Oil price falls on weaker demand, surprise rise in US crude stocks(Update)


  • Oil & Gas
  • Wednesday, 12 Jun 2019

Brent crude futures, the international benchmark for oil prices, were down 76 cents, or 1.22%, at $61.53 a barrel by 0036 GMT.  U.S. West Texas Intermediate (WTI) crude futures were down 79 cents, or 1.3%, at $52.58 per barrel

Brent crude futures, the international benchmark for oil prices, were down 76 cents, or 1.22%, at $61.53 a barrel by 0036 GMT. U.S. West Texas Intermediate (WTI) crude futures were down 79 cents, or 1.3%, at $52.58 per barrel

SEOUL: Oil prices fell on Wednesday, weighed down by a weaker oil demand outlook and a rise in U.S. crude inventories despite growing expectations of ongoing OPEC-led supply cuts.

Brent crude futures, the international benchmark for oil prices, were down 76 cents, or 1.22%, at $61.53 a barrel by 0036 GMT.

U.S. West Texas Intermediate (WTI) crude futures were down 79 cents, or 1.3%, at $52.58 per barrel.

The U.S. Energy Information Administration (EIA) cut its forecasts for 2019 world oil demand growth and U.S. crude oil production in a monthly report released on Tuesday.

It reduced its 2019 world oil demand growth forecast by 160,000 barrels per day (bpd) to 1.22 million bpd, although it also wound back its forecast for 2019 U.S. crude production to 12.32 million bpd, 140,000 bpd less than the May forecast.

A surprise rise in U.S. crude stockpiles also kept oil prices under pressure.

"Investors have been concerned about the recent rise in stockpiles in the U.S.," ANZ bank said in a note.

U.S. crude inventories unexpectedly rose by 4.9 million barrels in the week ended June 7 to 482.8 million barrels, according to data from the American Petroleum Institute (API) on Tuesday. That compared with analysts' expectations for a decrease of 481,000 barrels.

Official data from the Energy Information Administration (EIA) is due at 10:30 a.m. EDT (1430 GMT) on Wednesday.

With the next OPEC meeting few weeks away, the market is eyeing whether the world's major oil producers would prolong their supply cuts.

The Organization of Petroleum Exporting Countries (OPEC) and some non-members including Russia, have limited their oil output by 1.2 million barrels per day since the start of the year in a bid to prop up prices.

UAE Energy Minister Suhail bin Mohammed al-Mazroui said on Tuesday that OPEC members were close to reaching an agreement on continuing production cuts.

OPEC is set to meet on June 25, followed by talks with its allies led by Russia on June 26. But Russia suggested a date change to July 3-4, sources within the group previously told Reuters - Reuters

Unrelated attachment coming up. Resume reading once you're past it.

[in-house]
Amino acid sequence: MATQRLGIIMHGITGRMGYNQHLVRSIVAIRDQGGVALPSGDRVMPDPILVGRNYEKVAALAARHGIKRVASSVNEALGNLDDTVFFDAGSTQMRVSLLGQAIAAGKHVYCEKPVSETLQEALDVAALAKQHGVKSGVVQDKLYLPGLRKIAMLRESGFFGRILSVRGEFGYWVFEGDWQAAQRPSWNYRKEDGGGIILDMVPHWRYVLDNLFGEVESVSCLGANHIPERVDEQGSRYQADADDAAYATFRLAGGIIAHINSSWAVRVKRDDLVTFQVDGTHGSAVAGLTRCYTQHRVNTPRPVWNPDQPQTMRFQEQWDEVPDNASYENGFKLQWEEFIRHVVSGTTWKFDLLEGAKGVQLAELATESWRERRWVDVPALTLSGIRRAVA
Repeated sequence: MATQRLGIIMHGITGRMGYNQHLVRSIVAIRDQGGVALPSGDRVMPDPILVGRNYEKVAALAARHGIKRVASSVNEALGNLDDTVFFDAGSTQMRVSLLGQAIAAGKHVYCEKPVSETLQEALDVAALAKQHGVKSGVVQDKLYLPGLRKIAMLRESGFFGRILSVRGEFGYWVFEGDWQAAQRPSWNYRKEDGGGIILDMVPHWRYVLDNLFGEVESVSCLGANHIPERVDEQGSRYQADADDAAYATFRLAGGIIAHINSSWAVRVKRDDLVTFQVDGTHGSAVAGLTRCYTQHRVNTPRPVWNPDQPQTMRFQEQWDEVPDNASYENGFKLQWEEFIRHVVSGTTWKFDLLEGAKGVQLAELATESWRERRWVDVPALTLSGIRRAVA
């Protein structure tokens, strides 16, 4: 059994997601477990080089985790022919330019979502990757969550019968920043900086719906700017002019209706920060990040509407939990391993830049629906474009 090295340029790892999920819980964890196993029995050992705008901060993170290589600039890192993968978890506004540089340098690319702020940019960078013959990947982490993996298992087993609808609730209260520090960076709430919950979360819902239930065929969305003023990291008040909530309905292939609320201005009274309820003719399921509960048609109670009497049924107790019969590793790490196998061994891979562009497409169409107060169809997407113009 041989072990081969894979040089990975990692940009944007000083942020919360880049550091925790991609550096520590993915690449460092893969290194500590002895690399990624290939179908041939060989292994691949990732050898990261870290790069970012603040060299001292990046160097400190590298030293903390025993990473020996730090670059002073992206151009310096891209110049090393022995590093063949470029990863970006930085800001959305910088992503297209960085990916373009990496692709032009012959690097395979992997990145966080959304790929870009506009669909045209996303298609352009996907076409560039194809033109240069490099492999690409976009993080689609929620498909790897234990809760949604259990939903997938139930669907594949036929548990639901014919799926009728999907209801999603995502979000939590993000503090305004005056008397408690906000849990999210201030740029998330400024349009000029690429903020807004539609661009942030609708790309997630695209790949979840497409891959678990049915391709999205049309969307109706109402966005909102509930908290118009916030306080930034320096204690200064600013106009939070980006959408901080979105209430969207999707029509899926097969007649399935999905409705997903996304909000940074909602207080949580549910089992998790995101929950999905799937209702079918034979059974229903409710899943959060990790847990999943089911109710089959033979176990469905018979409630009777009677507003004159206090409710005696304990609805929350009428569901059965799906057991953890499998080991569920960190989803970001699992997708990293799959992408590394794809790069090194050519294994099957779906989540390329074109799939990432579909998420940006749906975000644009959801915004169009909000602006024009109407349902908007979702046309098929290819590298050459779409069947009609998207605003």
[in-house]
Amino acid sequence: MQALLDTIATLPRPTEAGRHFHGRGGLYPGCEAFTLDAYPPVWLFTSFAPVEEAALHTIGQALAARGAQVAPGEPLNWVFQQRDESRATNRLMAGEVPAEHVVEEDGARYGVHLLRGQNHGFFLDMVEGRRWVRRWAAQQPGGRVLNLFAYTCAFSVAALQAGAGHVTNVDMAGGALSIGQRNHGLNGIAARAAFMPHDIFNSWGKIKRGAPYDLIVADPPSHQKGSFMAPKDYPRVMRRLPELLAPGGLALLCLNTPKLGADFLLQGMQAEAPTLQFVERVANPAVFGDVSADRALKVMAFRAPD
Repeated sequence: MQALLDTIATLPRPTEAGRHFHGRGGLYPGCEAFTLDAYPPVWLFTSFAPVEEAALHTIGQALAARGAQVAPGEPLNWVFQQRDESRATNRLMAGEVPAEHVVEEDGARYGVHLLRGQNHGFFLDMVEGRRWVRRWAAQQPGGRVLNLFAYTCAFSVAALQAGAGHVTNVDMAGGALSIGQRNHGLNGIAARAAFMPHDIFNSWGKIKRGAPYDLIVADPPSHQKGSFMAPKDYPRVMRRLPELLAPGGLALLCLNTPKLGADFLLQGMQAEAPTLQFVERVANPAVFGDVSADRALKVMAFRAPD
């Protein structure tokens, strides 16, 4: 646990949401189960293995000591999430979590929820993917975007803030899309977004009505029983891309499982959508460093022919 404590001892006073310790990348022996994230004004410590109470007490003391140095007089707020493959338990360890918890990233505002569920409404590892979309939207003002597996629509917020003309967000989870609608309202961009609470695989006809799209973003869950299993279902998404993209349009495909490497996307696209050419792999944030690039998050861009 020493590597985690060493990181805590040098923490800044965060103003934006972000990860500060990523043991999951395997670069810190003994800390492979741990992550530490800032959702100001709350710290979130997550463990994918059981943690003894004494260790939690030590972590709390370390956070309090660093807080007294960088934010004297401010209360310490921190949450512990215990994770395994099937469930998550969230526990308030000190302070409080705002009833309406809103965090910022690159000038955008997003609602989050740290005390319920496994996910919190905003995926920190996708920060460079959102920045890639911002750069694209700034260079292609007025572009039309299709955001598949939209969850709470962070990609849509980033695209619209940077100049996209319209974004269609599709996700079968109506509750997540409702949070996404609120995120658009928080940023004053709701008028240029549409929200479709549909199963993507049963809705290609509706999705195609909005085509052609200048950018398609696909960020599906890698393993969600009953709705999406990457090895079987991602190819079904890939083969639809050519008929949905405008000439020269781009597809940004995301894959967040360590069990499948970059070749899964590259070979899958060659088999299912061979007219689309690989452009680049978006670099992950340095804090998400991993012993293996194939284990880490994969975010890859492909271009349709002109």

Earlier report:

Oil steadies as demand concerns counter Opec cuts

NEW YORK: Oil prices were steady on Tuesday, weighed by concerns about a global economic slowdown that could dent crude demand, but supported by expectations that OPEC and its allies will extend their supply curbs.

Brent crude futures settled unchanged at $62.29 a barrel, while U.S. West Texas Intermediate (WTI) crude futures edged up 1 cent to end at $53.27 a barrel.

Prices fell after U.S. crude stockpiles unexpectedly rose by 4.9 million barrels in the week to June 7 to 482.8 million, industry group the American Petroleum Institute said on Tuesday.

U.S. government data is due to be released at 10:30 a.m. EDT (1430 GMT) on Wednesday.

Both Brent and WTI are down roughly 20% from their 2019 peak reached in April. Concern about slowing demand and economic growth has had a large impact on sentiment amid a trade war between the United States and China.

The U.S. Energy Information Administration cut its 2019 world oil demand growth forecast by 160,000 barrels per day to 1.22 million bpd.

"The demand outlook is central to the oil market these days," said John Kilduff, an analyst at Again Capital LLC. "The global economic data has been chock full of negative surprises, of late, attributable to the fallout from the U.S.-China trade war."

Beijing said it will allow local governments to use proceeds from special bonds as capital for major investment projects, in a bid to support the slowing economy amid an escalating trade war with the United States.

Supporting oil prices on Tuesday was optimism that the Organization of the Petroleum Exporting Countries and other producers such as Russia would extend an output cut deal that has been in place since the beginning of the year to prop up prices. The group, known as OPEC+, is due to meet in late June or early July to decide whether to extend the pact.

Russian energy minister Alexander Novak said on Monday there is still a risk that oil producers pump out too much crude and prices fall sharply, suggesting Moscow might support an extension. The comments, along with remarks from Saudi Arabia, bolstered expectations the deal will be renewed.

Russia's average oil output stood at 11.04 million bpd on June 1-10, up from an average of 10.87 million bpd on June 1-3, two sources familiar with official data said on Tuesday. Oil output in the first three days of June was the lowest since mid-2016, according to Reuters calculations. - Reuters

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